A common feature of recent unificationbased g r a m m a r formalisms is that they give the user the ability to define his own structures. However, this possibility is mostly limited and does not include nonmonotonic operations. In this paper we show how nonmonotonic operations can also be user-defined by applying default logic (Reiter, 1980) and generalizing previous results on nonmonotonic sorts (Young and Rounds, 1993).
Suppose we have a feature system, and we wish to add default values in a well-defined way. We might start with Kasper-Rounds logic, and use Reiter's example to form it into a default logic. Giving a node a default value would be equivalent to saying "if it is consistent for this node to have that value, then it does." Then we could use default theories to describe feature structures. The particular feature structure described would be the structure that supports the extension of the default theory. This is, in effect, what the theory of nonmonotonic sorts gives you. This...
A prerequisite to a theory of the way agents understand speech acts is a theory of how their beliefs and intentions are revised as a consequence of events. This process of attitude revision is an interesting domain for the application of nonmonotonic reasoning because speech acts have a conventional aspect that is readily represented by defaults, but that interacts with an agent's beliefs and intentions in many complex ways that may override the defaults.
Tuyển tập báo cáo các nghiên cứu khoa học quốc tế ngành hóa học dành cho các bạn yêu hóa học tham khảo đề tài: HAJEK-RENYI-TYPE INEQUALITY FOR SOME NONMONOTONIC FUNCTIONS OF ASSOCIATED RANDOM VARIABLES
This paper shows how DATR, a widely used formal language for lexical knowledge representation, can be used to define an I_TAG lexicon as an inheritance hierarchy with internal lexical rules. A bottom-up featural encoding is used for LTAG trees and this allows lexical rules to be implemented as covariation constraints within feature structures. Such an approach eliminates the considerable redundancy otherwise associated with an LTAG lexicon.
The essays collected in this volume represent work carried out over a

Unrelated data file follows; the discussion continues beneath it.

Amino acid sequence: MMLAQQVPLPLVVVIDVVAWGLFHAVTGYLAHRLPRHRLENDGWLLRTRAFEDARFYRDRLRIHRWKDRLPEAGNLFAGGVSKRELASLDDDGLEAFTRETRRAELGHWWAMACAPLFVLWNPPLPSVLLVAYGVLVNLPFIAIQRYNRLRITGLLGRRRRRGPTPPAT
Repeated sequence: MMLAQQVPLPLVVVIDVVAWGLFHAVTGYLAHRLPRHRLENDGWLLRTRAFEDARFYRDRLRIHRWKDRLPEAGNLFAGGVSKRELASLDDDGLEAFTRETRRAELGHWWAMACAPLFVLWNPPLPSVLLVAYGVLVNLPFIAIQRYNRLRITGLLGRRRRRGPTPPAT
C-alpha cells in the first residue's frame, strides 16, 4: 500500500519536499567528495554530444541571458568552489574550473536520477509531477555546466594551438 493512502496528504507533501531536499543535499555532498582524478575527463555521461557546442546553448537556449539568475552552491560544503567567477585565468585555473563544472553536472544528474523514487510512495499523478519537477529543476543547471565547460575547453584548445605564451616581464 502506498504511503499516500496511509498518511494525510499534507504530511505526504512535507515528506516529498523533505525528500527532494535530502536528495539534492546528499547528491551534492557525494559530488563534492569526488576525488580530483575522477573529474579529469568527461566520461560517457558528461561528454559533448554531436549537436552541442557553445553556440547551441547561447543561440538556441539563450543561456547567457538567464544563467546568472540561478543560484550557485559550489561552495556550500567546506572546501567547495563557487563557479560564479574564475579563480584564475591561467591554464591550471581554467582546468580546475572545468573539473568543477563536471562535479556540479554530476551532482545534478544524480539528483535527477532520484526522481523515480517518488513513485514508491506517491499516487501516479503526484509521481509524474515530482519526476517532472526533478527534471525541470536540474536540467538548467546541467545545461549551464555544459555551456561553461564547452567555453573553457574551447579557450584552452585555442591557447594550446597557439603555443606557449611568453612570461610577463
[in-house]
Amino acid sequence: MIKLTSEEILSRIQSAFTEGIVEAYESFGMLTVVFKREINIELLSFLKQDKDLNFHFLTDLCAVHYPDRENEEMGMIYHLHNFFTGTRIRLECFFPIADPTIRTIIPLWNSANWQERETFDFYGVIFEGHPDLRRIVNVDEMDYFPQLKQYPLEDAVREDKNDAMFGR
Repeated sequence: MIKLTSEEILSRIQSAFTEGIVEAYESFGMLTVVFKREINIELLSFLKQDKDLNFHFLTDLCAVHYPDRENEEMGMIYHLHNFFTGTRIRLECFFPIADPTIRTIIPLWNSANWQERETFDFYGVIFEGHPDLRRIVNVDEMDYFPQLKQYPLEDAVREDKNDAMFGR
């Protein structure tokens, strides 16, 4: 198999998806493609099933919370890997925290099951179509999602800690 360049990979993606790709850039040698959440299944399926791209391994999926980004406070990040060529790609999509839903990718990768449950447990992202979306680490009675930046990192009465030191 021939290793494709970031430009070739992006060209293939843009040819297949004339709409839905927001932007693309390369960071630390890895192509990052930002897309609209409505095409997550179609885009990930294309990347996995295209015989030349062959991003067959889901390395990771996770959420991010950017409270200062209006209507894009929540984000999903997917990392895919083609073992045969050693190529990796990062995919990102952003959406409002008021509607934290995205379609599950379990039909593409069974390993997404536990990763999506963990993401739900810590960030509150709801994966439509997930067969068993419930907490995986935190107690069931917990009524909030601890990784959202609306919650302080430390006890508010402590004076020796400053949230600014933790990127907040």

period of more than ten years on a variety of problems in artificial intelligence,
the philosophy of mind and language, and natural-language
semantics, addressed from a perspective that takes as central the use of
formal logic and the explicit representation of knowledge.
We introduce three new techniques for statistical language models: extension modeling, nonmonotonic contexts, and the divergence heuristic. Together these techniques result in language models that have few states, even fewer parameters, and low message entropies.
Obtaining high-quality machine translations is still a long way off. A postediting phase is required to improve the output of a machine translation system. An alternative is the so called computerassisted translation. In this framework, a human translator interacts with the system in order to obtain high-quality translations. A statistical phrase-based approach to computer-assisted translation is described in this article. A new decoder algorithm for interactive search is also presented, that combines monotone and nonmonotone search. ...
We present an algorithm for generating strings from logical form encodings that improves upon previous algorithms in that it places fewer restrictions on the class of grammars to which it is applicable. In particular, unlike an Earley deduction generator (Shieber, 1988), it allows use of semantically nonmonotonic grammars, yet unlike topdown methods, it also permits left-recursion. The enabling design feature of the algorithm is its implicit traversal of the analysis tree for the string being generated in a semantic-head-driven fashion. ...